Hard Work Leads to Investment Success

David Fabian

Lots of people think you have to be lucky to be successful as an investor.  They want to get rich quick by finding the perfect strategy or situation that will change their life like winning the lottery.stock market

There is some truth that stumbling into the right stock, portfolio manager, or tip at a precise time can improve your situation.  However, the odds that you will be one of those special few to receive such a windfall are not in your favor.

The real secret is that proper investing takes hard work.  Success is earned through constant adherence to a strict regimen – even if it doesn’t immediately bear fruit.  That mantra holds true for both passively managed portfolios and those that take a more active approach.

Let’s face it, no one is truly passive.  Even investors who think they are still have homework they need to complete while their money is working towards their goals.  They need to be on the lookout for investment vehicles with similar or better features and lower costs.

They need to be scheduling regular checkups to ensure their asset allocation is in line with their risk tolerance and goals.  They need to be avoiding any outside noise that conflicts with their philosophy and putting in time to review their chosen path.  Being passive is actually a lot of work.

shutterstock_12000271For buy-and-hold investors, the hard work is simply not doing anything, even when you REALLY want to.  That includes avoiding the urge to sell when everything looks terrible or buy more when the market appears so in-tune with your strategy.  Strictly adhering to a consistent schedule of adding money or re-balancing is going to be your biggest advantage over the course of your lifetime.

For active investors, the work takes a different path.  It involves researching new ideas, evaluating opportunities, and minimizing certain risks.  Your stress comes from agonizing over pros and cons of each decision.

You must weigh the risks of each action with the potential rewards that may result from it.  Then executing those plans with the knowledge that you made a practical choice with the information you had on hand at the time.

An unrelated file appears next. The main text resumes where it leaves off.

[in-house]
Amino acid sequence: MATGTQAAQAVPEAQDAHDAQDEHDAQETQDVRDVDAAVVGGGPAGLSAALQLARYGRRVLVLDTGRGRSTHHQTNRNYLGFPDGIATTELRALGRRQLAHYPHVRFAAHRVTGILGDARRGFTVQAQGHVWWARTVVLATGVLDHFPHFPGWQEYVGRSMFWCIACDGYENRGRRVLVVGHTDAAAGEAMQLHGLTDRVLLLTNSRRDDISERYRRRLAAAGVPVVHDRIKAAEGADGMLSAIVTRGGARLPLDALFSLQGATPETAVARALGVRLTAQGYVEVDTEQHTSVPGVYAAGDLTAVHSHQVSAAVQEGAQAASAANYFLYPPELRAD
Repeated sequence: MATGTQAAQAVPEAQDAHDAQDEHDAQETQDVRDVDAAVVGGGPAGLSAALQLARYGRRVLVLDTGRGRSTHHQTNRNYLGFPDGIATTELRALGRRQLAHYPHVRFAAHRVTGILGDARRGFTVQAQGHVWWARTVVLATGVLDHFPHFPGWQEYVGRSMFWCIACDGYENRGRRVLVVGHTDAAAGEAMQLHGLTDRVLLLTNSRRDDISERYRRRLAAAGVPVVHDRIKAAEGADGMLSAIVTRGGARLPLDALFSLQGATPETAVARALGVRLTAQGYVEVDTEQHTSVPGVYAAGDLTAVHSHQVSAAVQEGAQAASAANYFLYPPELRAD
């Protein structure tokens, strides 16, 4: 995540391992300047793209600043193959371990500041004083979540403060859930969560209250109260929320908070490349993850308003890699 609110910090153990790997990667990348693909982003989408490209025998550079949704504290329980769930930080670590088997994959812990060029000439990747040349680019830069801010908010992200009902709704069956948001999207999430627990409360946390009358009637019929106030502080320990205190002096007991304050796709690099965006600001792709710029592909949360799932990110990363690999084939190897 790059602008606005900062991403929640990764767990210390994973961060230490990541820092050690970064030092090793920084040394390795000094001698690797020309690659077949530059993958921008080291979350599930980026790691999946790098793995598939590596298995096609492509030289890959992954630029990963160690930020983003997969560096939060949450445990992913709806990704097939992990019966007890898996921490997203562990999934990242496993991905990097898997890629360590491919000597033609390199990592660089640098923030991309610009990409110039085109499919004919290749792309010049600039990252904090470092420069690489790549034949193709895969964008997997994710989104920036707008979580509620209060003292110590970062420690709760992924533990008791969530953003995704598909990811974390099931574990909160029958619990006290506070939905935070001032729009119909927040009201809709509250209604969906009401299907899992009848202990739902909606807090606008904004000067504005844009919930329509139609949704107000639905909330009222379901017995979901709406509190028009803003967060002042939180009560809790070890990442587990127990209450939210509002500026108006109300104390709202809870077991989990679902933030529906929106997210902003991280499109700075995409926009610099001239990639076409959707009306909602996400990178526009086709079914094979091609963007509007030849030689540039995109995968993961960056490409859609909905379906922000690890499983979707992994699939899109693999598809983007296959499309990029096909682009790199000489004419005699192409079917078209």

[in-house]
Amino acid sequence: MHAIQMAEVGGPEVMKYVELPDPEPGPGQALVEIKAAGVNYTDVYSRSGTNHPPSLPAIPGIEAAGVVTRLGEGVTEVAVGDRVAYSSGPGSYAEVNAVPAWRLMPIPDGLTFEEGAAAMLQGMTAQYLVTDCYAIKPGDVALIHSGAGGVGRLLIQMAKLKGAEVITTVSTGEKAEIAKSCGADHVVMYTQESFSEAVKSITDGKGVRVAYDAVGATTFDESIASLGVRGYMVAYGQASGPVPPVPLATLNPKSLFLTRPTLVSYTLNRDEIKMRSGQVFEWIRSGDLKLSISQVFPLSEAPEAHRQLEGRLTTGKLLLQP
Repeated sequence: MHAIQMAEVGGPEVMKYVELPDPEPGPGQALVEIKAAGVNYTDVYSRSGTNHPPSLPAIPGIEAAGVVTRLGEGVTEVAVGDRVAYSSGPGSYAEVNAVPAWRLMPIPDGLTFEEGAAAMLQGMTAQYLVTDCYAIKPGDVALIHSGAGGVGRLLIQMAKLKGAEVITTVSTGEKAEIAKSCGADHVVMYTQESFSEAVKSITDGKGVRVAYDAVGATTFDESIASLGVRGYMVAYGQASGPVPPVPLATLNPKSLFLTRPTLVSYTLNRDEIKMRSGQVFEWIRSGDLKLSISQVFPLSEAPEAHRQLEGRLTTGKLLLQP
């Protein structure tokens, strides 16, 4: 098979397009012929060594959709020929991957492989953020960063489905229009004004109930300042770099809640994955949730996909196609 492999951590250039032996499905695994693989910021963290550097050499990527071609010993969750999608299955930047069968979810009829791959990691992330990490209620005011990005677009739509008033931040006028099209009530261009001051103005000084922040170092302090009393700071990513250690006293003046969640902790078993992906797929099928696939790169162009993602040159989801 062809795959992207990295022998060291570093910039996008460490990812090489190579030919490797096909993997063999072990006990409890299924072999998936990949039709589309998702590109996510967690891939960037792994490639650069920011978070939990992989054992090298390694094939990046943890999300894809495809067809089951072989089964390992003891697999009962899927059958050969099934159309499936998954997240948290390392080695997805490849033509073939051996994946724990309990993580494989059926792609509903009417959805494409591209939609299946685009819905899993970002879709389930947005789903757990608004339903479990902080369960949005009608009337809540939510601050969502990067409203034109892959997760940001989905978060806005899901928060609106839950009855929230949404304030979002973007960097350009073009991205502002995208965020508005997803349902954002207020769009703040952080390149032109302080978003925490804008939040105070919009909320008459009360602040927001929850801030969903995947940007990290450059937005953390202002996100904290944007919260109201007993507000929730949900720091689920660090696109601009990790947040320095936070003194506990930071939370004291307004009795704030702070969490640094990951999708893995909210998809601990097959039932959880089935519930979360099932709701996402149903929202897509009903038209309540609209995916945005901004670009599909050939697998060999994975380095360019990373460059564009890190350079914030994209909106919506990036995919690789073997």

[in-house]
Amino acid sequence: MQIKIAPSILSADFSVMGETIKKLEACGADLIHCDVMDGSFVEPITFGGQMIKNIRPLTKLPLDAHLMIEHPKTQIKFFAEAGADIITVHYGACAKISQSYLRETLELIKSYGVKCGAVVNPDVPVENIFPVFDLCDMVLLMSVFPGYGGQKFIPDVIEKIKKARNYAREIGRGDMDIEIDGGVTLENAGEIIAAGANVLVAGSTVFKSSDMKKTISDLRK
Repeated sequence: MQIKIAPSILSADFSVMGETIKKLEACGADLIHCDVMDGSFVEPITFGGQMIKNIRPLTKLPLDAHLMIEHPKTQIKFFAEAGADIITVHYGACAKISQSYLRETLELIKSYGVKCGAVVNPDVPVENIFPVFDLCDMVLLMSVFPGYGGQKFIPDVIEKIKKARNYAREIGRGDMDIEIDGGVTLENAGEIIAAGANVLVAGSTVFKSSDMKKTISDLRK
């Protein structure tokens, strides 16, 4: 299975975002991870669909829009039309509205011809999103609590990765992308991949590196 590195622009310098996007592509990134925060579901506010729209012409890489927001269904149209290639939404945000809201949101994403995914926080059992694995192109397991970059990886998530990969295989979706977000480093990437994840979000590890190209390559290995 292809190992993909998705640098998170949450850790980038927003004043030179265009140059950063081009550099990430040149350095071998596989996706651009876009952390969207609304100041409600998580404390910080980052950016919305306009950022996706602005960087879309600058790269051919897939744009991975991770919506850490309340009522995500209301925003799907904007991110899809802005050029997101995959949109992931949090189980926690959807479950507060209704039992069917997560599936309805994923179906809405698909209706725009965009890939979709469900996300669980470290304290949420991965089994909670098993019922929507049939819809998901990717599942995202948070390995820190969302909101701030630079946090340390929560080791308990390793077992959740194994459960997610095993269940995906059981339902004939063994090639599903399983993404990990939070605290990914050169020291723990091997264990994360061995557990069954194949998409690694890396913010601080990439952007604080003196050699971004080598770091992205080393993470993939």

The other day I spent six hours combing the closed-end fund universe.  Searching out fresh ideas, comparing existing holdings to potential alternatives, and noting areas that I deemed to be off-limits for one reason or another.  It was a painstaking examination that didn’t result in any immediate action steps.

Nevertheless, it’s a systematic exercise that I perform on a regular basis as part of my investment research duties.  It left several notable impressions of the current market and enhanced my knowledge of the available options to suit my needs.

The end result was confirmation that my discretionary choices are performing up to my expectations and I was able to add several new ideas to my watch list.  This is the kind of hard work that it takes to stay sharp and ultimately one step ahead of the competition.

Side Note: One of the pitfalls of these deep research sessions is “paralysis by analysis”.  Too many conflicting opinions or over-thinking every risk can lead you to freeze up and not execute any sort of meaningful strategy. Losing money in stock market

I’ve been in big investment committee meetings where multiple executives share their points of view and nothing ever gets done.  One person says the world is going to end, the other says it’s a buying opportunity, the rest are undecided…so you end up doing nothing.  Then the market ends up passing you by and you start the process all over again as new trends develop.  It’s a self-defeating circle of death.

There is nothing wrong with seeing both sides to every trade or evaluating a contrarian point of view.  However, there must ultimately be a check list or weighing system that objectively evaluates whether a particular investment is made or action step should be taken.

The Bottom Line

The first step to being a successful investor is understanding your style and the reasons for choosing that path.  This self-awareness is an extremely beneficial point that you can always fall back on during times of doubt or indecision.

From there, it takes hard work to stick with your chosen path.  It won’t be easy no matter what route you choose.  However, you can significantly improve your odds of triumph by working harder than those who are quick to give up at the first signs of trouble or become lackadaisical when things are going their way.

Until next time,

David Fabian

David Fabian is a Managing Partner at FMD Capital Management, a fee-only registered investment advisory firm specializing in exchange-traded funds. He has years of experience constructing actively managed growth and income portfolios using ETFs. David regularly contributes his views on wealth management in his company blog, podcasts, and special reports. 

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